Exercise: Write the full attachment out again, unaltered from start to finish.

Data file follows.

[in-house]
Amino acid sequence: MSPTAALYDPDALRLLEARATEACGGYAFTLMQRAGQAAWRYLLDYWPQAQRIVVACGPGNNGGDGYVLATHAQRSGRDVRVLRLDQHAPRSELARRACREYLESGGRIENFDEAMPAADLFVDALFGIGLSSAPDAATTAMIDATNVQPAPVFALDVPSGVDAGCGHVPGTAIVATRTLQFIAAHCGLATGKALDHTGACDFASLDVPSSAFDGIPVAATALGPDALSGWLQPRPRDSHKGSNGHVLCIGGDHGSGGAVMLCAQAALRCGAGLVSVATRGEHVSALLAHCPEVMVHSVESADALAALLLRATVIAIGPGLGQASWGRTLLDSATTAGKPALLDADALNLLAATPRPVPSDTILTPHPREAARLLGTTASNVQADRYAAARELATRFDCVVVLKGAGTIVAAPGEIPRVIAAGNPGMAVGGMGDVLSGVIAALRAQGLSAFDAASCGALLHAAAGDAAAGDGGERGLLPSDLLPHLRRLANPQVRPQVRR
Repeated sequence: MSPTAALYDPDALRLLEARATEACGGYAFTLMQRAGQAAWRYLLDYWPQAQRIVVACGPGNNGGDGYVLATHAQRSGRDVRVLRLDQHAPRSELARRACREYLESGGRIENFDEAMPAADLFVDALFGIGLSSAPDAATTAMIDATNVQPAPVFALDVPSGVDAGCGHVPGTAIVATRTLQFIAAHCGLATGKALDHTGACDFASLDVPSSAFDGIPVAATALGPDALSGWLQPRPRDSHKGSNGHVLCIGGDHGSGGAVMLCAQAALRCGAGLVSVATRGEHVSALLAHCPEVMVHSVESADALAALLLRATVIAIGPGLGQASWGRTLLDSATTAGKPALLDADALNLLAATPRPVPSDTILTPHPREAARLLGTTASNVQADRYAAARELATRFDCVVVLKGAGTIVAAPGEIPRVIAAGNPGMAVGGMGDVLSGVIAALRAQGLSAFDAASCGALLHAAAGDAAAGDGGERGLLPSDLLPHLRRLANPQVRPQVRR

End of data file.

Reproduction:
[in-house]
Amino acid sequence: MSPTAALYDPDALRLLEARATEACGGYAFTLMQRAGQAAWRYLLDYWPQAQRIVVACGPGNNGGDGYVLATHAQRSGRDVRVLRLDQHAPRSELARRACREYLESGGRIENFDEAMPAADLFVDALFGIGLSSAPDAATTAMIDATNVQPAPVFALDVPSGVDAGCGHVPGTAIVATRTLQFIAAHCGLATGKALDHTGACDFASLDVPSSAFDGIPVAATALGPDALSGWLQPRPRDSHKGSNGHVLCIGGDHGSGGAVMLCAQAALRCGAGLVSVATRGEHVSALLAHCPEVMVHSVESADALAALLLRATVIAIGPGLGQASWGRTLLDSATTAGKPALLDADALNLLAATPRPVPSDTILTPHPREAARLLGTTASNVQADRYAAARELATRFDCVVVLKGAGTIVAAPGEIPRVIAAGNPGMAVGGMGDVLSGVIAALRAQGLSAFDAASCGALLHAAAGDAAAGDGGERGLLPSDLLPHLRRLANPQVRPQVRR
Repeated sequence: MSPTAALYDPDALRLLEARATEACGGYAFTLMQRAGQAAWRYLLDYWPQAQRIVVACGPGNNGGDGYVLATHAQRSGRDVRVLRLDQHAPRSELARRACREYLESGGRIENFDEAMPAADLFVDALFGIGLSSAPDAATTAMIDATNVQPAPVFALDVPSGVDAGCGHVPGTAIVATRTLQFIAAHCGLATGKALDHTGACDFASLDVPSSAFDGIPVAATALGPDALSGWLQPRPRDSHKGSNGHVLCIGGDHGSGGAVMLCAQAALRCGAGLVSVATRGEHVSALLAHCPEVMVHSVESADALAALLLRATVIAIGPGLGQASWGRTLLDSATTAGKPALLDADALNLLAATPRPVPSDTILTPHPREAARLLGTTASNVQADRYAAARELATRFDCVVVLKGAGTIVAAPGEIPRVIAAGNPGMAVGGMGDVLSGVIAALRAQGLSAFDAASCGALLHAAAGDAAAGDGGERGLLPSDLLPHLRRLANPQVRPQVRR